My New Favorite Spot to Ride

So I have a new favorite spot to ride the train, but it is a tough spot to get.

I like to stand right on the very end of the train by the door that leads from one train car to another. I find that you can get lean on the door a little and the door to the little conductor cab. You know?

It’s a nice area because rarely (if ever) is there any passenger traffic to contend with. You can lean there in relative peace and quite without having to constantly shuffle while people get in and out.

Of course, I rarely bother getting a seat because when I do I get the hairy eyeball from the old ladies. So I always stand unless the train is very empty. So good standing space is hard to come by.

Unfortunately, this spot is often taken, and it can be hard to reach on a crowded train. Also, this is not a spot to stand if you only have a few stops to go. You don’t want to be that a-hole that has to climb over everyone to get off the train. So it is best for longer rides.

You should also be a little careful if you choose to try it. Sharp turns and jolts in the track are magnified on the ends. The ends of the trains have the most left to right movement for the riders, so you could get slammed into the wall you are leaning on if you aren’t careful.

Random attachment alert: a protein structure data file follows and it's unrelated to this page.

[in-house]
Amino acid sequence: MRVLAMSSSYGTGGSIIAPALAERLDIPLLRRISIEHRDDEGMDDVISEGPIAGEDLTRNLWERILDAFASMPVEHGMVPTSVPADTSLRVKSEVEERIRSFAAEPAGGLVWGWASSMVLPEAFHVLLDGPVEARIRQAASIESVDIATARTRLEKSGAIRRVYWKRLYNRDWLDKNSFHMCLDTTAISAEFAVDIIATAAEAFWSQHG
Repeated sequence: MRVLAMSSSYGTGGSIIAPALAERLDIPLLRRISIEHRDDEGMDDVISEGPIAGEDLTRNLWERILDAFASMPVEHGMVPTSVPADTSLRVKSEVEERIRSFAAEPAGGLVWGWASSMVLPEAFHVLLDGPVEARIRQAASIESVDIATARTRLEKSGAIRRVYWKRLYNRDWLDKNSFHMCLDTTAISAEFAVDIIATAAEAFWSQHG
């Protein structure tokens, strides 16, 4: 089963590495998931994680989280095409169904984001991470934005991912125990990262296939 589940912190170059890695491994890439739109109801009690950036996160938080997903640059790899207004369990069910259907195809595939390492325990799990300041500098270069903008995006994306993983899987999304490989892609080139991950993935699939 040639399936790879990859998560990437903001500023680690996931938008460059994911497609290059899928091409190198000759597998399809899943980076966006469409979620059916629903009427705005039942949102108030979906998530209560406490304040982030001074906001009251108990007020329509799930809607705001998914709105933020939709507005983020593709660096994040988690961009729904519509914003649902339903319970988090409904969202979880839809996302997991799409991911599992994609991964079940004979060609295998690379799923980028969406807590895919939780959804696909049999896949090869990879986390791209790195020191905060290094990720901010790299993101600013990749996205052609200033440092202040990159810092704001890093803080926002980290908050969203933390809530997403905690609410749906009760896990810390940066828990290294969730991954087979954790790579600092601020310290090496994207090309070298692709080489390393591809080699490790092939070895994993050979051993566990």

What’s your favorite ride spot on the train?

13 thoughts on “My New Favorite Spot to Ride

  1. I like any seat with the bars to my right. I can wrap or rest my arm around the bars and if I rest my leg, I can point it to the right.

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  2. I am very surprised that you are finally discovering this spot… it is my #2 spot to stand. My #1 spot is in the doorway, on the opposite side that the doors will open. In other words, when I get on the 6 Train at Grand Central, I try and be the last person on the train, then I can stand in the doorway until we hit 14th St. (going downtown) or until we hit 125th St. (going uptown). It’s a beautiful thing, because like the spot you mentioned, there is no traffic to contend with there.

    Unfortunately, I’ve noticed that lots of people take this spot without being the last person to get in the train. The result is that people block the doorway when others are trying to get on behind them (and also block me from taking that spot). I hate this more than anything… it’s probably my biggest peeve on the subway. If you want the doorway spot, you have to wait until just before the doors close, otherwise I will hate you.

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  3. Leaning against the door when it’s not the door that will open. On the 7, all three stops in between Grand Central and Queensboro Plaza have the doors opening on the same side. When the train pulls into Queensboro Plaza, I’m right there at the door to already exit

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  4. I have a similar strategy to the above poster, but on the A train. My commute takes me from 181st to Chambers Street. The doors on the left side of the train (if you’re facing the front) only open at Chambers, 34th, 168th and 175th Streets. So, the spot right by the door is undsiturbed from Chambers all the way to 168th Street save for 34th Street. Then at 168th Street I can move over to the opposite side, where the doors open at 181st. But I am usually sitting down by that point, unless it’s really busy.